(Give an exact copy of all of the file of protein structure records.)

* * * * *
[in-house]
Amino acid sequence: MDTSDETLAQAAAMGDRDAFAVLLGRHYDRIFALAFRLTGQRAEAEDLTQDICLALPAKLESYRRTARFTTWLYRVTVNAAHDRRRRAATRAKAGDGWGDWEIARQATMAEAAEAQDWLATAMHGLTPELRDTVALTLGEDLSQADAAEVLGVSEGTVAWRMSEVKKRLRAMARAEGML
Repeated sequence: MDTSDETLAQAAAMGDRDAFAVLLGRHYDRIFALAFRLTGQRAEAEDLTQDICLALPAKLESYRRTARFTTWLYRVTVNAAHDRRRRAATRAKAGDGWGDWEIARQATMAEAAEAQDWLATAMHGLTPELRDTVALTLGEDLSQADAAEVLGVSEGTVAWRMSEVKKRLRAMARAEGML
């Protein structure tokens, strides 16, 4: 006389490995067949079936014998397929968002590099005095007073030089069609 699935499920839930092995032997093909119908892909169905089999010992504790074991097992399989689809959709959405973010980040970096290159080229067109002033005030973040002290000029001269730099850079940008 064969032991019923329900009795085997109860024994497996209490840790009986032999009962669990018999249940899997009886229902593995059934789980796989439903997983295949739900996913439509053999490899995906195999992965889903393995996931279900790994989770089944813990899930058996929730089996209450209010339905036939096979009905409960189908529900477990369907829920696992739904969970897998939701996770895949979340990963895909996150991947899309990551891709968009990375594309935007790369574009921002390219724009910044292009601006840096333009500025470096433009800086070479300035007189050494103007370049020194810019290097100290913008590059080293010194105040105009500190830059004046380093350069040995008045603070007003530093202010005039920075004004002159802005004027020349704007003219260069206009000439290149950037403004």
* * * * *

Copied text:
[in-house]
Amino acid sequence: MDTSDETLAQAAAMGDRDAFAVLLGRHYDRIFALAFRLTGQRAEAEDLTQDICLALPAKLESYRRTARFTTWLYRVTVNAAHDRRRRAATRAKAGDGWGDWEIARQATMAEAAEAQDWLATAMHGLTPELRDTVALTLGEDLSQADAAEVLGVSEGTVAWRMSEVKKRLRAMARAEGML
Repeated sequence: MDTSDETLAQAAAMGDRDAFAVLLGRHYDRIFALAFRLTGQRAEAEDLTQDICLALPAKLESYRRTARFTTWLYRVTVNAAHDRRRRAATRAKAGDGWGDWEIARQATMAEAAEAQDWLATAMHGLTPELRDTVALTLGEDLSQADAAEVLGVSEGTVAWRMSEVKKRLRAMARAEGML
């Protein structure tokens, strides 16, 4: 006389490995067949079936014998397929968002590099005095007073030089069609 699935499920839930092995032997093909119908892909169905089999010992504790074991097992399989689809959709959405973010980040970096290159080229067109002033005030973040002290000029001269730099850079940008 064969032991019923329900009795085997109860024994497996209490840790009986032999009962669990018999249940899997009886229902593995059934789980796989439903997983295949739900996913439509053999490899995906195999992965889903393995996931279900790994989770089944813990899930058996929730089996209450209010339905036939096979009905409960189908529900477990369907829920696992739904969970897998939701996770895949979340990963895909996150991947899309990551891709968009990375594309935007790369574009921002390219724009910044292009601006840096333009500025470096433009800086070479300035007189050494103007370049020194810019290097100290913008590059080293010194105040105009500190830059004046380093350069040995008045603070007003530093202010005039920075004004002159802005004027020349704007003219260069206009000439290149950037403004």